At the same time, Congress has decided that the best way of dealing with illegal immigrants from Mexico who threaten to increase our GDP is to imprison them at great expense to the public. There are other factors at play here, all of which point to the ongoing degeneracy of the American people. Suffice to say, because of Texas’ booming incarceration industry, I was not one of those lucky-ducky federal inmates who got to kick back in a real live federal facility—because these babies are filled to the brim. Rather, I’m “housed,” as they call it, in a privately-run city facility used for government overflow. And this place is filled up, too. Nor was it built to house people for more than a few days or perhaps weeks; until a couple of years ago, it functioned as a lock-up for area arrestees while they awaited transit elsewhere. As such, my fellow inmates and I spend our time in cramped eight-man cells opening on to a day room the size of the cheapest Manhattan apartment that’s shared by 24 men. A few times a week we get to go outside onto a caged concrete strip and walk back and forth for an hour. This comprises our world, and is where I’ve spent most of the past year.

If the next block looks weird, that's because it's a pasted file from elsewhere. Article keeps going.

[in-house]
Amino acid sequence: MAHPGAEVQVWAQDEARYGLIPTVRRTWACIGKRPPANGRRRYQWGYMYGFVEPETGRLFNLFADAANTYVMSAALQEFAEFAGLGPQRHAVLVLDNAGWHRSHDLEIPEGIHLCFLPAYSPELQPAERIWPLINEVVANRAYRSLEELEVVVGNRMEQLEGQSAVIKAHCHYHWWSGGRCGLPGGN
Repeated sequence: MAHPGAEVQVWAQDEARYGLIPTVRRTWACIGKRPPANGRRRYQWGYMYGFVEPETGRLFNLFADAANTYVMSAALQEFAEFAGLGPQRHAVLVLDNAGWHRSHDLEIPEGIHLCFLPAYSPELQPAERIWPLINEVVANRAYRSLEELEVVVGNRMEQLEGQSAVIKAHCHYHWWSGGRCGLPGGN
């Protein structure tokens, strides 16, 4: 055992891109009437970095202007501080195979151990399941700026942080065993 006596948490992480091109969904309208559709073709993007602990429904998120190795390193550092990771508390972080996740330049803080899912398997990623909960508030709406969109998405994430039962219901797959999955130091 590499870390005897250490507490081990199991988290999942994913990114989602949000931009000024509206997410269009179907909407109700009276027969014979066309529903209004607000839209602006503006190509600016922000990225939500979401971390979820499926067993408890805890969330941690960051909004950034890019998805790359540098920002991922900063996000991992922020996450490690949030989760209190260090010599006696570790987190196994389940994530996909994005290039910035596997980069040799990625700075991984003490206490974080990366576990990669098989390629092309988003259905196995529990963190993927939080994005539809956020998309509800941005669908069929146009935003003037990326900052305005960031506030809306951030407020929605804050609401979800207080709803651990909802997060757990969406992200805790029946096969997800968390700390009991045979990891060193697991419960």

The Best Little Hell House in Texas
Brother Thomas turns to me and says, “We’re shorthanded in the abortion room.” I’ve gone to work as a volunteer at a Hell House, an evangelical Christian haunted house in Cedar Hill, Texas, designed to scare kids away from sinning. “I’m either going to put you in the abortion room,” Brother Thomas says, “or the drunk-driving room.”
“The abortion room would be great,” I say, feeling mildly uncomfortable that I’m much older than the rest of the teenage volunteers.
“When the visitors come in,” Brother Thomas says, leading me to the room where a fake abortion performed by actors using grocery store meat to simulate a discarded fetus is supposed to scare kids away from premarital sex, “what I need you to do is yell in a strong voice, ‘Watch the steps!’ If we don’t say, ‘Watch your step,’ and they fall, we’re liable.”
At Hell House, Jesus steers kids toward the Lord. But he can’t prevent lawsuits.
What the hell is a “hell house”? If you’re not familiar, Hell House is a Christian alternative to the standard haunted house. Instead of Freddy Krueger, these costumed evangelists scare the holy Jesus into you—literally.
In this house of horrors, being gay results in dying of AIDS and premarital sex can lead the homecoming queen down a slippery slope of prostitution. Youth groups visit and are led through a series of “real life” horrific scenes designed to create terror and revulsion. Hell House outreach manuals include astute tips on creating authentic abortion room scenes, such as: Purchase a meat product that closely resembles pieces of a baby to be placed in a glass bowl.